Dreamland: The True Tale of America's Opiate Epidemic Setting & Symbolism

Sam Quinones
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Xalisco, Nayarit, Mexico

Despite its casual introduction early in the book as "a small state on Mexico's Pacific coast called Nayarit," the small state played a massive role in the formation of the modern opiate epidemic (6). Mexico's fifth-smallest state with a population of barely one million, Nayarit is made up of ranchos, or "villages on the outskirts of civilization" (20). Ranchos were inhabited by rancheros, whom Quinones romantically claims "embodied Mexico's best pioneering impulse... They were dedicated to escaping poverty, usually by finding a way to be their own bosses" (20). Small Mexican rancho-states like Nayarit are unique in the sense that their inhabitants traditionally all participate in the same trade or industry. For example, Quinones recounts one state where almost every family opened tortilla shops. In Nayarit, able-bodied men had two choices: farming sugarcane or selling heroin. Remote villages on the outskirts of the state supplied the gooey substance...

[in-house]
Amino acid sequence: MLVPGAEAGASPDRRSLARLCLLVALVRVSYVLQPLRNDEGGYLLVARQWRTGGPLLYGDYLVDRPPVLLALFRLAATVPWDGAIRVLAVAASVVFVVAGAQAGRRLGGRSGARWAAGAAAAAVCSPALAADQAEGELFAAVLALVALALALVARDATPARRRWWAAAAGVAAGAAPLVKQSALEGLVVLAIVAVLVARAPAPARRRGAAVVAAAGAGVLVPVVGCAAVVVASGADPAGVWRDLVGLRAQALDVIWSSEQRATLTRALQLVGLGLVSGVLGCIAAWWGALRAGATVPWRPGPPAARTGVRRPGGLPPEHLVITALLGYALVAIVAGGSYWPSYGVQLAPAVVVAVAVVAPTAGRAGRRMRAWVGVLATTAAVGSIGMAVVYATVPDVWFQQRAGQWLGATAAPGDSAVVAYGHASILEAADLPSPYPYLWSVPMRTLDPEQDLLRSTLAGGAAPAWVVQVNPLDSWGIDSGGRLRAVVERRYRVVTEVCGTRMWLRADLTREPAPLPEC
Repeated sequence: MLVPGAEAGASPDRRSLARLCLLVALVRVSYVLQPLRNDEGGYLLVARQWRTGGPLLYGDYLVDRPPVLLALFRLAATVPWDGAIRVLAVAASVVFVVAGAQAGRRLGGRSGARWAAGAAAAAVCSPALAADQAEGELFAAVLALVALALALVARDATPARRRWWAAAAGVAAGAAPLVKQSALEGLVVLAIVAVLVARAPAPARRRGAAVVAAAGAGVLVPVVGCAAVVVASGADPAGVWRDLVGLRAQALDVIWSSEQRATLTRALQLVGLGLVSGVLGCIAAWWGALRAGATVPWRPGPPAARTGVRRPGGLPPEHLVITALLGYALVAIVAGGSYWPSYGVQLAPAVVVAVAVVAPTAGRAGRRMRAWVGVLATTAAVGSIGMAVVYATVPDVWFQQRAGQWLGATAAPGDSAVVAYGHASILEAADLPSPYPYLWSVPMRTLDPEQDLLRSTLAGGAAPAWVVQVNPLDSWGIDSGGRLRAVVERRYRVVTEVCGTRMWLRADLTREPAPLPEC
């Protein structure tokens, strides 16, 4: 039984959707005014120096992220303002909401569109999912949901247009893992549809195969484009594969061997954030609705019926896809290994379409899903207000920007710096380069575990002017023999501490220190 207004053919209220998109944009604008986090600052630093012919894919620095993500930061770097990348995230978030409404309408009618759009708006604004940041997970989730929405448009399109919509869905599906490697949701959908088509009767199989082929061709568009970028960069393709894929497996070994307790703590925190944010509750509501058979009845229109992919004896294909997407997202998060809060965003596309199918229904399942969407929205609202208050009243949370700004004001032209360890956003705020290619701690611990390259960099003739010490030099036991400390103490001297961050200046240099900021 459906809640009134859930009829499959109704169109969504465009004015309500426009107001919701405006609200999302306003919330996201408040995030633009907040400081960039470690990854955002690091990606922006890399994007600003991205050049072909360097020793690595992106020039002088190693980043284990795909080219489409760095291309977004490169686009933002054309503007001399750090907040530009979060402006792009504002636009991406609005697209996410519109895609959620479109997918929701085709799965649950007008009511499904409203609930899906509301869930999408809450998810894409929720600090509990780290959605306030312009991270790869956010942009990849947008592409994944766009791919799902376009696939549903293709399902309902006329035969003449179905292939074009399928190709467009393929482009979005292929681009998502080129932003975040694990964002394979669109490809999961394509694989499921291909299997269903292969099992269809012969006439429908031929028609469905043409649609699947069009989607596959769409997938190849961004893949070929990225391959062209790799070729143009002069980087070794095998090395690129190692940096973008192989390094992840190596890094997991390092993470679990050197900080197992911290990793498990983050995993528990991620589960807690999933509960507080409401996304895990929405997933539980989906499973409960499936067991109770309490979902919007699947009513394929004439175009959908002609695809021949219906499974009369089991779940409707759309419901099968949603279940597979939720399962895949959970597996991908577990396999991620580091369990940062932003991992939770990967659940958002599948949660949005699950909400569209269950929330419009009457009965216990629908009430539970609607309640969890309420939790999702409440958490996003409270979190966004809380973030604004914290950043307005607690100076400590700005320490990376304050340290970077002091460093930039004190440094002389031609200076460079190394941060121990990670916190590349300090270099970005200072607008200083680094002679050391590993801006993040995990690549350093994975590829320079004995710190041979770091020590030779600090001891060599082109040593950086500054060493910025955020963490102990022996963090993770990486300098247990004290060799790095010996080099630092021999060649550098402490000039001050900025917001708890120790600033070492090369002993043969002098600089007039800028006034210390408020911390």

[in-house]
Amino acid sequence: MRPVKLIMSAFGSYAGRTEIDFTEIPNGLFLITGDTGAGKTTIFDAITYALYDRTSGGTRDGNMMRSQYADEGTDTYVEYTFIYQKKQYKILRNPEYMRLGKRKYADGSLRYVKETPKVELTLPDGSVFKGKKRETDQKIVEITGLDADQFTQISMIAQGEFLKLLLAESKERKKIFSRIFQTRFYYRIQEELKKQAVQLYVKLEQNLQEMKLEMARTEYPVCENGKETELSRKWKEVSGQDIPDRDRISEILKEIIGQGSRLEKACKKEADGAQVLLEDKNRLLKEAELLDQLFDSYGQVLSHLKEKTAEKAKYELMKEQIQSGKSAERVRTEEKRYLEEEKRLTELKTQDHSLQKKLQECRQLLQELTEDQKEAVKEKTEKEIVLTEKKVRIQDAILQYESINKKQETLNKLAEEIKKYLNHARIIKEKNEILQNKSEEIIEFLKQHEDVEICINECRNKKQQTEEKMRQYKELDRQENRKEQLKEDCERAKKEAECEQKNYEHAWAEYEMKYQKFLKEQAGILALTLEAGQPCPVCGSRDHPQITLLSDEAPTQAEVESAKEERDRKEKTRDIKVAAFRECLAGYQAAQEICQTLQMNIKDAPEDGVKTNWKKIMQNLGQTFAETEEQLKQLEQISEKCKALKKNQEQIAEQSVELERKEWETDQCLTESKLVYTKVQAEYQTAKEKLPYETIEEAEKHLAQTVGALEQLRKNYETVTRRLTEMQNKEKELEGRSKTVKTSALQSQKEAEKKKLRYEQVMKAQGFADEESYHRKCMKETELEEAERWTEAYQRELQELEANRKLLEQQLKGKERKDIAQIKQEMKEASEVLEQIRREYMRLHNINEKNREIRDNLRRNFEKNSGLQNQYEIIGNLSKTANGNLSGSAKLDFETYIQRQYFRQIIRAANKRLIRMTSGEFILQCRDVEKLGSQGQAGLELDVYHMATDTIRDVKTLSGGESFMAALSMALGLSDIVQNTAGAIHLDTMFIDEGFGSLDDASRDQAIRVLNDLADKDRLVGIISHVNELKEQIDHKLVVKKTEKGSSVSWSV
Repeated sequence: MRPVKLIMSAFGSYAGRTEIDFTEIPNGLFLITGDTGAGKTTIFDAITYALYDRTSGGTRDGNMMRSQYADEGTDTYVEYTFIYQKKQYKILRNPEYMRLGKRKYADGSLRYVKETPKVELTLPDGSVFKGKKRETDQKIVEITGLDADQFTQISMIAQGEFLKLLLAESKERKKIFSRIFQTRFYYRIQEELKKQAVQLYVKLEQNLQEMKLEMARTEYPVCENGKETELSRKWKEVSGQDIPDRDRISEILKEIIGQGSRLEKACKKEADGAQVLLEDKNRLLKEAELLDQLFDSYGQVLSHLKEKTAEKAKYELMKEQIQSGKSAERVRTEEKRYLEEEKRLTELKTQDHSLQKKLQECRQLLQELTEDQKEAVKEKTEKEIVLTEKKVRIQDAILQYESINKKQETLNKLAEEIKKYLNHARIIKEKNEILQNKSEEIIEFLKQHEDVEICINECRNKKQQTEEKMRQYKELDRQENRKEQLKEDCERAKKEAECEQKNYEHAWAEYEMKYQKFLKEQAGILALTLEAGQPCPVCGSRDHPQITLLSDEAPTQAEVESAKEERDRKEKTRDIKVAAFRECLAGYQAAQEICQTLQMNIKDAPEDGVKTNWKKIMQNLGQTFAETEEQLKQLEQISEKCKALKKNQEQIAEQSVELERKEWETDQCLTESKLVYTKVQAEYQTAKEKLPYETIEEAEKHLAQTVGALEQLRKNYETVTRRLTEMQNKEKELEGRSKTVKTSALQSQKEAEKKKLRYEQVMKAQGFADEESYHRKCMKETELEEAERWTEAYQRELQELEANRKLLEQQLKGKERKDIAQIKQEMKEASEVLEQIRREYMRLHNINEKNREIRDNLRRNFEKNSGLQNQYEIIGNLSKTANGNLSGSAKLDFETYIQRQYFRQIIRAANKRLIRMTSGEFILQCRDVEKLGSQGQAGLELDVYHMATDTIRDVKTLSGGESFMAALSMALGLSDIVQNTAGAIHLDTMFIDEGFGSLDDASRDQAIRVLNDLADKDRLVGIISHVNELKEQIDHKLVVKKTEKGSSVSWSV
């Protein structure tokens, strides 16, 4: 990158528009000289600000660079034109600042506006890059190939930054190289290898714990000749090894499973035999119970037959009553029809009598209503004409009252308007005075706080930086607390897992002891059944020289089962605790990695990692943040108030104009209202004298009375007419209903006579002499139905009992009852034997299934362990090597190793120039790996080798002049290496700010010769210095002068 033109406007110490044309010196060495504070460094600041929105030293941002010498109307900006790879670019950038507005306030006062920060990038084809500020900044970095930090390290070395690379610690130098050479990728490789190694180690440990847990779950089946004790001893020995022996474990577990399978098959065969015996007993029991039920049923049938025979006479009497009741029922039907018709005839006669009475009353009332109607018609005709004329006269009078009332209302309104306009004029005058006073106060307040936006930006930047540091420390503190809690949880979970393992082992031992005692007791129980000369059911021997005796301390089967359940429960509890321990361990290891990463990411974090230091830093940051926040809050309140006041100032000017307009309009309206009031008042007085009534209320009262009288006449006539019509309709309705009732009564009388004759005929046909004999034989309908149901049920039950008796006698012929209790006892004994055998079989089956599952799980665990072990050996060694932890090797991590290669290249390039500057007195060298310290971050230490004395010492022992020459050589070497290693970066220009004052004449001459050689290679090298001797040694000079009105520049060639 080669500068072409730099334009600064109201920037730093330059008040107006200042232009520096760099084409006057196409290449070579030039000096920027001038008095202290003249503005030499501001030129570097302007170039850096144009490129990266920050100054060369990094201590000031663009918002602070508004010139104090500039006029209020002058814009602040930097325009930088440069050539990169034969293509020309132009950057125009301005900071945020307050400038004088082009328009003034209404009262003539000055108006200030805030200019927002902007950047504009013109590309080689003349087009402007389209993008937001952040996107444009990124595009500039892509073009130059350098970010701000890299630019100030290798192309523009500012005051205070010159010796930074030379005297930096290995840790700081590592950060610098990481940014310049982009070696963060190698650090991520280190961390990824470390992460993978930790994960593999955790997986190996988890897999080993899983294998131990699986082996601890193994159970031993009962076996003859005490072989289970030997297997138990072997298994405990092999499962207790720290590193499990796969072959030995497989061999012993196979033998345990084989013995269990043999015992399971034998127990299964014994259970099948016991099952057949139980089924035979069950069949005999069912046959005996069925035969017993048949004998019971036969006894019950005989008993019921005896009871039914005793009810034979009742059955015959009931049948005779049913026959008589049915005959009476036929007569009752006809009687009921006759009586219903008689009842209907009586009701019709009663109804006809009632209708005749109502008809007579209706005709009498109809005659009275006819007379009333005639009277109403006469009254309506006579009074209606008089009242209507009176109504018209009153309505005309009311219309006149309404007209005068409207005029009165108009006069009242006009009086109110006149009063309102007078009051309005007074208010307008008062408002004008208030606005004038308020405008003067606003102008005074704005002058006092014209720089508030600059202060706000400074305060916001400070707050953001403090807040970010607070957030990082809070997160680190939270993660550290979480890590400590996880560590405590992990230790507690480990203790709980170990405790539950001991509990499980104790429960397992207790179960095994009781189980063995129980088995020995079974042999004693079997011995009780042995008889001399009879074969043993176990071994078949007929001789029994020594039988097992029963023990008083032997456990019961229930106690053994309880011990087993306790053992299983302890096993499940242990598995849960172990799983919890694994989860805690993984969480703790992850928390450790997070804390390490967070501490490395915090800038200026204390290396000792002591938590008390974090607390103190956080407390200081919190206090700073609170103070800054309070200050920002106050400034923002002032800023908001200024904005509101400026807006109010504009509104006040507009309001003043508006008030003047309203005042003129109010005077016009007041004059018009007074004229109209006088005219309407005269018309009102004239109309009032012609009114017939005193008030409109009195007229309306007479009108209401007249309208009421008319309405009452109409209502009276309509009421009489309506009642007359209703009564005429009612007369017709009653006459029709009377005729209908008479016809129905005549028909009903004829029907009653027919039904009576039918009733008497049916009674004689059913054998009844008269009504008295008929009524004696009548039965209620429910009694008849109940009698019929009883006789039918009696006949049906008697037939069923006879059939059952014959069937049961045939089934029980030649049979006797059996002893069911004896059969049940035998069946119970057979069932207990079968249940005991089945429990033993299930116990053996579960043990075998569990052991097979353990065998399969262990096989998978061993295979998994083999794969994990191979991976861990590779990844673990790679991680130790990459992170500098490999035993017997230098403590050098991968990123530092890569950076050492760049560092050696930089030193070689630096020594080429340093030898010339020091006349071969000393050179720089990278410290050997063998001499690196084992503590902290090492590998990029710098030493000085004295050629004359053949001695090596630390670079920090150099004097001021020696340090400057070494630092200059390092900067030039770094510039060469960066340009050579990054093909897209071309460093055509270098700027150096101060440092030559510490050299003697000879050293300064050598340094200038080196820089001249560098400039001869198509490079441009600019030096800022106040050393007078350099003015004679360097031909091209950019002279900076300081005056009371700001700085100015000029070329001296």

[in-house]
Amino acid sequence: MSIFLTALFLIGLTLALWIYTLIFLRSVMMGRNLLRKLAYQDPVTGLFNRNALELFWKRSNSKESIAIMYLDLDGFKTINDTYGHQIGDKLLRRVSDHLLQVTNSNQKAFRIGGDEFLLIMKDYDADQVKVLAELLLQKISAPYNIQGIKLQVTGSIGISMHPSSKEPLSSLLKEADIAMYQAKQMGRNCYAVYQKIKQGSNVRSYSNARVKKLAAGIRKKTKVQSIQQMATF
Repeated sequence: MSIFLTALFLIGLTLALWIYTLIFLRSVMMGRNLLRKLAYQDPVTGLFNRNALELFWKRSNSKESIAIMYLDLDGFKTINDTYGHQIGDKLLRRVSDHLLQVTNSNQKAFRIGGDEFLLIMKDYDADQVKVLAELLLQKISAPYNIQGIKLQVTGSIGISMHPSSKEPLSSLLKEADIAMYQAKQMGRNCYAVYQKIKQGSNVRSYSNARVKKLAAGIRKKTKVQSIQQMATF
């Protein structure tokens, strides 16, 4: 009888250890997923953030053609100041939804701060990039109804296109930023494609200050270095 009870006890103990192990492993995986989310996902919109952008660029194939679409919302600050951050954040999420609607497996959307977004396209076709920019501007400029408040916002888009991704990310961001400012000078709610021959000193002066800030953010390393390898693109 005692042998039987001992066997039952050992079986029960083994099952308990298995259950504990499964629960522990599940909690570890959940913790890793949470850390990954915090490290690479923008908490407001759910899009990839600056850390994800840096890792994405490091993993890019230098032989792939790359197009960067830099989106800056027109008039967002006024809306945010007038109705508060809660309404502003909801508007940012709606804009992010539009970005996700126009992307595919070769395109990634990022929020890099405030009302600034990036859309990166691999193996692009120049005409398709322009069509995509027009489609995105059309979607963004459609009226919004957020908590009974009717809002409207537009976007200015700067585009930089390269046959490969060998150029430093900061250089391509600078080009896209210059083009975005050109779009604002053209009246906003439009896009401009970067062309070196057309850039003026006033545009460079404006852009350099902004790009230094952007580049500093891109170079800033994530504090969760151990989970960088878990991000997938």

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This section contains 2,761 words
(approx. 7 pages at 400 words per page)
Buy the Dreamland: The True Tale of America's Opiate Epidemic Study Guide
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